Jinsei Sat 02-Feb-13 10:52:46

I know it's "only" an advert, but when our children grow up surrounded by these images, I wonder what messages they absorb about what is "normal". Even if it reflects the reality, doesn't mean that's how it ought to be. sad I think it's a disappointing verdict.

ChestyLeRoux Sat 02-Feb-13 10:38:53

I see it as not true at all.Would a woman really try and put the xmas tree in the car if she had a husband? Or pump up the airbed? Its not very traditional to have a woman serving up the xmas dinner either.

landofsoapandglory Sat 02-Feb-13 10:36:32

I totally agree with nefertarii.

Fairylea Sat 02-Feb-13 10:29:25

I loved the advert. It showed how hard some women - like me - work to make it a good Christmas for the family. I don't consider it sexist. They could have had a stay at home dad doing it. Okay they didn't and that's a point but in the grand scheme of things I think it's fine..... and so did the majority of people (including women) obviously.

Sometimes we can all take life a bit too seriously.

FeckOffCup Sat 02-Feb-13 10:21:39

One I've noticed recently is the aldi washing powder one, where a mud covered child says "mum likes this powder (ariel) and this one (aldi) but she won't like this.". Because only mums are responsible for cleaning the kids up and washing sports kit?

LifeIsBetterInFlipFlops Sat 02-Feb-13 09:27:22

I'm pleased with the verdict, and didn't find the ad offensive. If anything it shows how much women (or someone) does to prepare for Christmas.

Same way that an ad showing a chap doing DIY and heavy gardening wouldn't offend me, although I do both.

nefertarii Sat 02-Feb-13 09:16:57

I would find threads like this amusing if they weren't so worrying.

Really 'control issues' are you serious?

The fact is women do alot of th Christmas stuff. Why?
Because there are infinitely women that are the sahp than men.
In alot of houses someone ends up on a temporary chair. So what. Would have prefer the advert to be about her moaning about having the chair?

Companies spend hundreds of thousands on advertising and know the demographic for these adverts is women.

Also I find the attitude that the 8 out of 10 women who gave their opinion are wrong and the 2 out of 10 must be right, quite sad really.

These threads always have an sit of superiority about them. As though the people who are offended are the intelligent ones and everyone else can't see what's going on.

and yet the irony of telling women that their opinion is wrong is lost.

AbigailAdams Sat 02-Feb-13 09:00:57

control issues?

kim147 Sat 02-Feb-13 08:54:02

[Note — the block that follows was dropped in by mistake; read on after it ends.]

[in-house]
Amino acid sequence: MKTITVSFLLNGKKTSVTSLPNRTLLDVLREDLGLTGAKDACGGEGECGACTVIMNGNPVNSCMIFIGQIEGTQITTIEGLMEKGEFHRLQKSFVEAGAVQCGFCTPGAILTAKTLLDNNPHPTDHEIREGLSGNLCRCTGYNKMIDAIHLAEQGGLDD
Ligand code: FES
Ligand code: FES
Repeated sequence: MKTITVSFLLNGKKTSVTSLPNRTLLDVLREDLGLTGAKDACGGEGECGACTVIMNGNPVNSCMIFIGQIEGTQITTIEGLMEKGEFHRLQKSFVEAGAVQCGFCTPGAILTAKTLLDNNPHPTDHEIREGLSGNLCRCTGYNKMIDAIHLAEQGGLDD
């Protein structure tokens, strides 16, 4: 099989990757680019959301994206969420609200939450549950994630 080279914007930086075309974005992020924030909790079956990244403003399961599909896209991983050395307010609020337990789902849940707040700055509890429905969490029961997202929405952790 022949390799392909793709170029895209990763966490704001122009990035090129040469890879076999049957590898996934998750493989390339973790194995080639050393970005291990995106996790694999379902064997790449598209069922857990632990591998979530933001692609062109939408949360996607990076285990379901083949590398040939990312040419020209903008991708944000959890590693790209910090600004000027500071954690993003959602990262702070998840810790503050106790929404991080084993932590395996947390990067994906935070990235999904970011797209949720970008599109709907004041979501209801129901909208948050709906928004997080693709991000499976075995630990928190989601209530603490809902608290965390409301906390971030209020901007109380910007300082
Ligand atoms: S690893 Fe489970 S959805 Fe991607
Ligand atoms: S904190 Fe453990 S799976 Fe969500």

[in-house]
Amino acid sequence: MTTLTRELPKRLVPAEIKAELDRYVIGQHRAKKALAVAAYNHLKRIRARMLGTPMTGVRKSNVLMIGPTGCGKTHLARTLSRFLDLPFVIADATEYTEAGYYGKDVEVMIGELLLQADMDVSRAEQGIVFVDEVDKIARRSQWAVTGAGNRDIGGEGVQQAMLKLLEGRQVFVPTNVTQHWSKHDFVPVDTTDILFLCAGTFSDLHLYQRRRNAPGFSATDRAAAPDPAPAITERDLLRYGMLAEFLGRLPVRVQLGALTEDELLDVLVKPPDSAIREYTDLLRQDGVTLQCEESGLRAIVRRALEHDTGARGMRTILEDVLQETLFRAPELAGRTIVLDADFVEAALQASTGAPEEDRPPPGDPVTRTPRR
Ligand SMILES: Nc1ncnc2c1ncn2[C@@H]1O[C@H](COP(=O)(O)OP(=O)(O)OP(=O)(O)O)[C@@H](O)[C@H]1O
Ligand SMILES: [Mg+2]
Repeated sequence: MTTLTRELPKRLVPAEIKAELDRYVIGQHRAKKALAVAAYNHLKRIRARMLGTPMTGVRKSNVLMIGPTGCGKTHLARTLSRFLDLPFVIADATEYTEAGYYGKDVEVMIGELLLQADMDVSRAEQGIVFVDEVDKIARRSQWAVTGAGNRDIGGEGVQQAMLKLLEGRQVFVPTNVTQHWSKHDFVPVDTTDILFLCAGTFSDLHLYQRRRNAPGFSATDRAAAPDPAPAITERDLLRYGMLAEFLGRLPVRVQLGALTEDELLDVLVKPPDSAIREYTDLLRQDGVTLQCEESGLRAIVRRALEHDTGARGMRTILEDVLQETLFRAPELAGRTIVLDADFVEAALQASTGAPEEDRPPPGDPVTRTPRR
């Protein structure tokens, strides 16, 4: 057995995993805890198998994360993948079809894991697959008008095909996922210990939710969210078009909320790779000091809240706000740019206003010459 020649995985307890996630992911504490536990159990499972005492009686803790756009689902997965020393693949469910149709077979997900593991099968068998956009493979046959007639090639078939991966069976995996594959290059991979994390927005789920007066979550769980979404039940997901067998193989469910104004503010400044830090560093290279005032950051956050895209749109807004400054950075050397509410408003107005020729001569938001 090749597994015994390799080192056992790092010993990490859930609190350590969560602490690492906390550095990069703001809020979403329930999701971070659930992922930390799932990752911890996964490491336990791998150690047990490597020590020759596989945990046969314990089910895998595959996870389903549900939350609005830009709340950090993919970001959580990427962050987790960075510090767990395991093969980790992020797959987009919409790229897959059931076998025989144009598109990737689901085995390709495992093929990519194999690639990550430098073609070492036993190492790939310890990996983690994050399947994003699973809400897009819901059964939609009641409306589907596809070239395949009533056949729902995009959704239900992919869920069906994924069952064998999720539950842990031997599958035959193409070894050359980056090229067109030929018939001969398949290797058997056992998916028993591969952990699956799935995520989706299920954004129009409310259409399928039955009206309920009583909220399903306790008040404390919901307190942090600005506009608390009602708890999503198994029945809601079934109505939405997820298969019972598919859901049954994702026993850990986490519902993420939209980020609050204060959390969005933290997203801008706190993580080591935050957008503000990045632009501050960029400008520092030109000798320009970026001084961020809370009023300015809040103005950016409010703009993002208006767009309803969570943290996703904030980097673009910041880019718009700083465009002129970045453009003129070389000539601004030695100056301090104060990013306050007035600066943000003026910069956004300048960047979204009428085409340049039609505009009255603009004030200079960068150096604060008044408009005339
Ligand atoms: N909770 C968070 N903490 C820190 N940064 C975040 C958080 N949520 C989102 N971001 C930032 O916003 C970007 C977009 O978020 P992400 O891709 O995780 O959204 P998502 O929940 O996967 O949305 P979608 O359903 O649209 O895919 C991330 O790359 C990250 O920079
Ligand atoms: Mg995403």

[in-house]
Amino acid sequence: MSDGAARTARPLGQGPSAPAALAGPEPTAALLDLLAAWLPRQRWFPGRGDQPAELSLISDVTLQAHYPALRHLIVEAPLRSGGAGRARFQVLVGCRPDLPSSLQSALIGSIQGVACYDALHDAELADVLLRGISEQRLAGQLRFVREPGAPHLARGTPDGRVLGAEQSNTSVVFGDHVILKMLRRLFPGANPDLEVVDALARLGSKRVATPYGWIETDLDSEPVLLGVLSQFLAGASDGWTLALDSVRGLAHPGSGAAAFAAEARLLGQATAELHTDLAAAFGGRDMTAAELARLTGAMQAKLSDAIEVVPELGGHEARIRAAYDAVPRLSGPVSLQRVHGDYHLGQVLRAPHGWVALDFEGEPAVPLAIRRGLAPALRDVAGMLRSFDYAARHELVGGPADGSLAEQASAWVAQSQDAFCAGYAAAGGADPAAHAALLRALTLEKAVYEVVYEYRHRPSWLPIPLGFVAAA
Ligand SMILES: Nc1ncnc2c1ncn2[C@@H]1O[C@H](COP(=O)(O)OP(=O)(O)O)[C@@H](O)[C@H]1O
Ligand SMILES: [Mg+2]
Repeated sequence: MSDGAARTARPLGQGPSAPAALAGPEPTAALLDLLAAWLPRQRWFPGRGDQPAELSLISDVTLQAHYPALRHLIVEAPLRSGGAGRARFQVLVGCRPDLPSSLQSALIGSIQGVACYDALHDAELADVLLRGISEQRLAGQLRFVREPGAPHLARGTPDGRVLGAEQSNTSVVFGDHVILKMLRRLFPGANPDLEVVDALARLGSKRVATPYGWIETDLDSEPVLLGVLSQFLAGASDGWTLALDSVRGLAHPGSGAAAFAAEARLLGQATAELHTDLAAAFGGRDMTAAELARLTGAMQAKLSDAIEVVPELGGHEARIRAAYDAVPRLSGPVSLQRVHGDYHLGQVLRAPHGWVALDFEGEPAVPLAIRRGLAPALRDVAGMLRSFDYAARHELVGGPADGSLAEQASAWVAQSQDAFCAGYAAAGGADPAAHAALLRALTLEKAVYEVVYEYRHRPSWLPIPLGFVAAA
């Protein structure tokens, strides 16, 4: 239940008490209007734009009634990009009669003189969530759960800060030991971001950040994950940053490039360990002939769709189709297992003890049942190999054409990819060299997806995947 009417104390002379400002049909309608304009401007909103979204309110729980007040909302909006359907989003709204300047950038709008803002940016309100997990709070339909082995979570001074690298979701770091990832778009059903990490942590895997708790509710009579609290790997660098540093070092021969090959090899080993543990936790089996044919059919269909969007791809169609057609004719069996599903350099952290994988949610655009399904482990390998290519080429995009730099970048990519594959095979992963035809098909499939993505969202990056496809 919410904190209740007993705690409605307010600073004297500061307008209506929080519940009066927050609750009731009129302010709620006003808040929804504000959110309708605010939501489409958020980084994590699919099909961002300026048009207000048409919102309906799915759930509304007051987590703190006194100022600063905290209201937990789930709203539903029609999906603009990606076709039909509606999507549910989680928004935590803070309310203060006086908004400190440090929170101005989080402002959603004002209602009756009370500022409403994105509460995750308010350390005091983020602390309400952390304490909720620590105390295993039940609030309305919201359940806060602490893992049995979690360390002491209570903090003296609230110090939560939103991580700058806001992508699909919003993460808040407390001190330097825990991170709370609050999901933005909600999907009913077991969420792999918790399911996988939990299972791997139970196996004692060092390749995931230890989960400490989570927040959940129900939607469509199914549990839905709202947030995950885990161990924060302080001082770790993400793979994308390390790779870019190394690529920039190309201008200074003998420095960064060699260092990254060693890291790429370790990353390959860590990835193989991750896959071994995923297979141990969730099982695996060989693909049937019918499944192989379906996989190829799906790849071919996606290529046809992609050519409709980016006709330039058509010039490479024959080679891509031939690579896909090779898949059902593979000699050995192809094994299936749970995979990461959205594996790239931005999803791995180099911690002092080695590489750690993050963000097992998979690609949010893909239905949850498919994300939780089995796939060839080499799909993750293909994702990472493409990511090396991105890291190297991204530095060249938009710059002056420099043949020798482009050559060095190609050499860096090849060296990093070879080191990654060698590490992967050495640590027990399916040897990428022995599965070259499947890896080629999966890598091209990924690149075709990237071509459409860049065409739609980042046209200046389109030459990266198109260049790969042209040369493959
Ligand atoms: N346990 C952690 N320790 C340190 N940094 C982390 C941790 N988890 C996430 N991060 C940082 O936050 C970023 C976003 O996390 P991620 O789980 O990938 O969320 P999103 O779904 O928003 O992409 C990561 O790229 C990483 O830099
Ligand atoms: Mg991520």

Dad helps out - his choice of tree is overruled.
He moves the tree whilst his wife tells him where to put it.

She does everything else. Whilst he sits on his arse in the front room. Then asks her "What's for dinner?"

So much to discuss - control issues, lazy Dad issues.

AbigailAdams Sat 02-Feb-13 08:20:58

Even the imaginary "dad helps out" part of the advert is indicative they still think it is a woman's job to provide Xmas dinner. Dad is just there to provide assistance. You shove an ornament on the Xmas tree, carve the joint. Those little things to make your life so much easier hmm.

sashh Sat 02-Feb-13 08:16:26

Does anyone else feel a bit disillusioned by this?

I got the official report a couple of days ago with 'confidential' stamped all over it.

I'm disappointed because

a) they say dad helps out - er where?

b) just because it is reality for a number of mums does not make it nonsexist.

SushiPaws Fri 01-Feb-13 11:58:07

Asda advert made me feel awkward. I'd have been one of the 2 out of 10.

fallenangle Fri 01-Feb-13 11:55:06

I'd not seen the Morrisons one before now. Asda one was ultimately upbeat and had humour. 'Shop at Asda and, despite the stress everyone will have a good tim.' Morrisons dream ad came from a dark, dark place. 'Christmas is a nightmare, get your nightmare at Morrisons'
Waitrose went for, ! ' It s Christmas, we are Waitrose doing good, nuff said'.
I wonder which had most effect?

Panzee Fri 01-Feb-13 11:38:20

At least the Asda mum looked happy. The Morrisons mum looked like she wanted to kill herself.

CashmereHoodlum Fri 01-Feb-13 11:33:10

Gosh, I've just re-watched the advert and there are loads of things I forgot, like the tree and decorations. I forgot because DH did all that.